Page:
Our Lawns Have Become Our National Parks
You hear them every spring, calling and singing throughout the day, a clear sign that longer days and warmer temperatures are on their way. No, they aren’t the chickadees, robins and other songbirds, these are the kids playing on lawns across America. Even the adults get in on this vernal revelry when casual waves of winter transform into lengthy outdoor conversations, a spring ritual as predictable as the migrating geese overhead. Our lawns play silent host to these rites of spring. Far from an ornamental presence, our lawns remain our favorite place to sit, ponder and play with family, neighbors, and passers-by.
Our lawns may never play a more pivotal role in our lives as they do today, an outside place where we can safely spend time, exercise and relax. Here, we can exert physical energy, re-focus our thoughts and even call out to a neighbor across the street or down the sidewalk. Whether performing yoga or simply breathing in the spring air, when we spend time outside we lower stress, blood pressure and heart rate, according to a recent study in the International Journal of Environmental Health Research. The study, as described by Time journalist Jamie Ducharme, states “Spending just 20 minutes in a park, even if you don’t exercise while you’re there, is enough to improve well-being.”
Our lawns serve as our public parks today, private green space where we can take respite and rejuvenate within the environs of our home. Like our yards, lawncare has taken on a new meaning recently, an opportunity to spend time and share a purpose with family. Older kids take their first turn with the mower, younger ones help pull weeds from the flower beds, take the time to identify insects, follow a worm’s trail and create a nature scavenger hunt to discover the many lawn inhabitants. Dandelion stems still make great curly cues when placed in water, a bit of yard magic that reminds us to slow down and enjoy the simpler parts of present-day life
Spring is also the best time to strengthen our lawns with a little TLC. Sure, they can take a lot of wear and tear but some focused care when grass is eager to grow will yield benefits for the entire year. Now is the ideal time to rake, aerify, interseed and water, the four most important steps to maintain a dense, healthy lawn. These four steps are also great family activities, a vibrant, hands-on illustration of how our lawn is a living ecosystem that benefits directly from our stewardship.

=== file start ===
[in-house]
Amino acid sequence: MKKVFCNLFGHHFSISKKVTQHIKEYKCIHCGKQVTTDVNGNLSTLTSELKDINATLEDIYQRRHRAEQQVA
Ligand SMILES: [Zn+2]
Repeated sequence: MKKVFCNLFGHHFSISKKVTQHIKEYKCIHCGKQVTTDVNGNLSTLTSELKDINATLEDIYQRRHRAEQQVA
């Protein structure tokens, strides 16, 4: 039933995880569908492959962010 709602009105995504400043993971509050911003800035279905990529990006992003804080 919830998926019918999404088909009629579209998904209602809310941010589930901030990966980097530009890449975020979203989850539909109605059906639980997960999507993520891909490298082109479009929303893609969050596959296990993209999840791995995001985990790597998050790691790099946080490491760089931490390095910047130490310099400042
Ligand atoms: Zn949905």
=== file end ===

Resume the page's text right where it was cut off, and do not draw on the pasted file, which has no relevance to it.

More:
Raking and aerifying also provide excellent aerobic exercise. Raking reveals thin patches in the lawn. Often overlooked, aerating breaks up winter soil compaction, allowing oxygen, water, and other nutrients to move more freely within the soil, promoting the vitality of the grass.
Choosing the right seed for your region and specific location is always critical. Dr. Alec Kowalewski of Oregon State University recommends a seed blend with a high concentration of perennial ryegrass, but notes irrigated but shady lawns do better with fine fescues and tall fescues for non-irrigated plans. After calculating how much seed is required for a specific area, children can assist in interseeding the lawn.
Though often assumed to be frivolous, watering in spring is very important according to grass experts, a time when lawns benefit greatly from 1-inch of water each week. In fact, when you water consistently in early spring the root structure will improve so much your lawn will require less watering during summer months. Have your kids keep a schedule for deep watering twice a week, the amount recommended by the University of Maryland agronomist, Geoffrey Rinehart. Watering can also create discussions about seed germination, kitchen-based seed experiments, and observation of grass growth that kids can record as we move further into spring.
Like the shouts of kids and songs of birds, lawnmowing is another acoustic signal that spring has arrived. Dr. Cale Bigelow of Purdue University’s turf science program reminds us that cutting grass early avoids that major first scalping, which adds unnecessary stress to the grass. Long considered a weekly obligation, mowing this year also means were outdoors and moving around. This ritual also provides an excellent opportunity to pass on responsibility to an older child.
It is best to mow grass at a height no lower than 3 inches, says Mr. Rinehart, who created the “Grass Roots” turfgrass exhibit at the U.S. National Arboretum. The more leaf tissue there is, the more each blade can withstand foot traffic and allow the plant’s growing point, located at the base, to thrive. Subsequent cuts should never exceed more than 1/3 of the grass blade.
Dr. Bigelow recommends the removal of early grass clippings the first couple of times you mow to prevent unwanted shading as the plants gather early season sunshine. Once your lawn’s growth cycle gets going you should “grasscycle” by leaving the clippings on the yard, a practice Dr. Grady Miller of North Carolina State University says will provide up to 25% of the lawn’s fertilizer needs. As far as the other 75%, Mr. Rinehart suggests twice-yearly application with a slow-release nitrogen formula, lightly in mid-May and fully in mid-September.
Our lawns have always provided refuge, a wonderful patch of green upon which we relax, play and even pitch a tent for an impromptu camping trip. Early spring is the perfect time to engage our families to get ready for a spring and summer spent outdoors on our lawns. Doing so will not only make our yards look better, it will make us feel better at the same time.